Bloggers v. The Community In The Great Mileage War

There’s a lively discussion going on among feisty members of the MilesBuzz! forum on Flyertalk about a blogger’s role in the mileage and airfare deal community.

At issue is a group of bloggers who have been scouring the forums at sites such as theirs, identifying the best deals and then publishing the information in their blogs. Built for a wider audience, the blogs bring enormous traffic, often leading to a change in terms or cancellation of the deals.

Think of it like a trampoline. If two or three people discover the trampoline and take a jump, everyone has a good time. But if the entire town is invited, the trampoline breaks.

As an example, a recent loophole discovered by members of the forum found that prepaid spending cards could be loaded for no fee with a credit card, meaning one could charge two thousand dollars to a prepaid card, earn reward points and then pay off everything with no fee. The result was a way to effectively earn points for free, something that any budget traveler would swoon for.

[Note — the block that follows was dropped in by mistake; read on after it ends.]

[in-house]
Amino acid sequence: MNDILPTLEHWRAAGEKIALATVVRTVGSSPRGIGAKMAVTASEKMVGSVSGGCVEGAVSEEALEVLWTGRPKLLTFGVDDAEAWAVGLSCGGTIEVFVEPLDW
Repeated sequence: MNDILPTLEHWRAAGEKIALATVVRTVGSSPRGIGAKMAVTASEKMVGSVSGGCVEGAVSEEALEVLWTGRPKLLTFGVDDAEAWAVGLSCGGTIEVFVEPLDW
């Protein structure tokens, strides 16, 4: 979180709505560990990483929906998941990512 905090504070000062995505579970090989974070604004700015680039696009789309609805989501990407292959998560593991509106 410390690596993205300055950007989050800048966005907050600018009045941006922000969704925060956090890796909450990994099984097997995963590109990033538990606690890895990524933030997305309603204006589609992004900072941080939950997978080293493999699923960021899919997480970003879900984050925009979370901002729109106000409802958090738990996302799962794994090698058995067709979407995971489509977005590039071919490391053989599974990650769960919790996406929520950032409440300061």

Once the blog community caught wind of the deal, however, the financial companies got wise and changed their terms. Members of Flyertalk were enraged.

Further inflaming the situation is the income that many of the bloggers are earning from their sites. A blogger can poach a deal from Flyertalk, several community members pointed out, earn thousands of hits to their site and then burden the reader with dozens of potentially profitable credit card ads. Each credit card application processed from a referral link could score the blogger up to $200. Need an example? Count the credit card ads here. With a popup blocker enabled, I still count 20. Another blogger meticulously shows that with credit card offers he can make about $4000/month in extra income.

On the other side of the coin, bloggers point out that they do a service to the masses by distilling complex info into a simple, easy to read format. But are they putting their pocket books in front of the community?

It’s a grey area. On one hand it seems that the credit card companies have so much influence over the bloggers that they’ll post anything that they think will drive traffic. But on the other hand, public data is public data, and if they want to do the work to build the articles then traffic should dictate success. Whether they can do it with class is up to each blogger respectively. My guess is that when the axe man (ie FTC) comes calling all dues will be paid.

[Flickr image: sfbaywalk]